4. Contact the ball in front of your hitting shoulder. It's best to contact the ball at the same spot every time you hit. This develops a consistent armswing.

Volleyball techniques of a hitters footwork (jumping from the correct spot) have a big influence on you hitting the ball in your sweet spot.

5. Put top-spin on the ball. Being able to put top-spin on the ball when you hit allows you to have better angles when hitting, thus more court to hit into.

This is often called snapping the wrist when contacting the ball.

Volleyball techniques for serving aggressive


Volleyball techniques for blocking involve learning to see the court and making quick decisions at the net when preparing to block.

Having good court vision involves making good judgments while watching the setter, the ball, and hitters.

Good court vision. You often can predict where the setter is going to set the ball by watching the ball after it's passed.

The better you are able to judge where the ball is being passed, the better you can predict what the setter is going to do with it.

Watching the setter and hitters is critical to getting in the best position to block.

Identify the front row players. All the blockers should know who the front row players are before the serve.

Also, identify the setter as front row or back row to know if the setter can legally attack the second ball.

The volleyball techniques shuffle and crossover step are used to move into optimal blocking position.

Shuffle step. The shuffle technique is probably easiest because the hips stay square to the net.

Crossover step. The crossover is harder because you turn your hips during the movement and you need to get squared back up to the net before you jump.

The crossover is better for when you have to travel far to get in position to block because you can get there faster than shuffling.

Volleyball techniques for blocking

Jump straight up, and penetrate the net

Blockers need good balance and stability to develop a consistent block jump.

The better a blocker is at jumping up and not floating, the better they will be at staying out of the net and penetrating their block into the opponent's space.

Wide fingers and thumbs up when blocking. Keep the fingers spread wide and tight and thumbs pointing up to prevent jamming your fingers.

Spreading your fingers wide will also allow you to take up more space.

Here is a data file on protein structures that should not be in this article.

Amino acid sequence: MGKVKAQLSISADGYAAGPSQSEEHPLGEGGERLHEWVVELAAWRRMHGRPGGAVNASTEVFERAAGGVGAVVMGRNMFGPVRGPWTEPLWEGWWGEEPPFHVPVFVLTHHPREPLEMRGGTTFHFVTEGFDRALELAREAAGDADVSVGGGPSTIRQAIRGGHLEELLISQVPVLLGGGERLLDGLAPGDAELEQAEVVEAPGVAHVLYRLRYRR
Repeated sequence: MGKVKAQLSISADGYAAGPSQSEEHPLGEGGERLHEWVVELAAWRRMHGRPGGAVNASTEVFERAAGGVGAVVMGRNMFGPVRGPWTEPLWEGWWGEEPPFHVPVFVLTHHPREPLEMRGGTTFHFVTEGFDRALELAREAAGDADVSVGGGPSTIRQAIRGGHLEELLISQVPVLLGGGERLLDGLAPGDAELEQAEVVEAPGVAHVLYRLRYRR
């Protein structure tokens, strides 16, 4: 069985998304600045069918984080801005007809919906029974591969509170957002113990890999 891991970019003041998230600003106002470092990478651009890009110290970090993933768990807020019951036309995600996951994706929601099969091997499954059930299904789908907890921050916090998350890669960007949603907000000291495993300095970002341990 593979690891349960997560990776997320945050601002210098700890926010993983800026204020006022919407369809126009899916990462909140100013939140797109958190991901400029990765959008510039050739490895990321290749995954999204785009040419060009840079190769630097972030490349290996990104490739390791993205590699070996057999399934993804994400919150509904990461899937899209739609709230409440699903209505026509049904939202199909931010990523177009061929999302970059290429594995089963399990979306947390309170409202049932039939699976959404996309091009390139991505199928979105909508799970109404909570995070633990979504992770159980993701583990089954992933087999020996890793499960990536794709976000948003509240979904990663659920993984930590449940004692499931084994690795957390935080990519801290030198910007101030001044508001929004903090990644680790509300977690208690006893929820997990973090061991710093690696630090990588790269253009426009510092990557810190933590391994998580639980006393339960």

Volleyball techniques for your blocking hands.Angle your hands to block the ball into your opponents court. The outside blocker should reach and penetrate a little more with the outside hand.

This will give that outside hand a little better angle for blocking the ball into the court and not out of bounds. If you're confident you won't block the ball back out of bounds, it's always a good idea to surround the ball with your hands when blocking.


Start in a defensive position lined up around the block. Know what area your blockers are going to take up (line or angle).

The basics of volleyball techniques for digging...

  • Be up on your toes and on the balls of your feet, not on your heels.
  • Be ready to get in a stable position to dig a hard driven ball.
  • Be ready to move to run down a shot or tip.
  • Arms are bent and in front of you ready to react to dig a ball with your forearms or to play a ball overhead.
  • Eyes are focused on the hitter watching for any hint as to what they are going to do.

Cushion hard driven balls. You should try to absorb the hit with your arms to keep the ball on your side of the net.

If you can keep the ball on your side, your team has a better chance of winning the rally with your setter setting an attacker.

Volleyball techniques for going to the floor. Players are encouraged to stay on their feet when making plays on the ball.

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Volleyball Skills Training

For making emergency plays, there are five common techniques...

1. Collapse. From a low defensive position, a player might collapse to the ground in order to make a last second move to play the ball. The collapse is used most often when a ball falls shorter than anticipated.

2. Sprawl. Anticipating the ball falling out in front of them, a defender might use the sprawling technique to take a lunge forward and reach to make a play.

Sprawling volleyball techniques are just like the collapse except the defender has time to take a step and reach.

3. The dive. This is similar to the sprawl except the body is more in an airborne position when making a the play.

4. Pancake. Defensive players can perform a pancake to save a ball from hitting the floor. The pancake is similar to a sprawl except the fingers are spread firmly and placed on the ground to meet the ball.

Pancaking can be one of the good volleyball techniques of playing a ball because if you perform a good pancake, you often will get a good bounce that will allow your teammates to keep the ball in play.

5. Shoulder or barrel roll. Defenders can often use a rolling technique by extending to the right, left, or forward in attempting to get the ball up by playing the ball close to the floor.

After playing the ball the players use their momentum to roll over their body and regain their balance in a position ready to move.

Rolling is probably the safest of the emergency volleyball techniques because players don't really hit the ground hard.

Volleyball techniques for making defensive plays.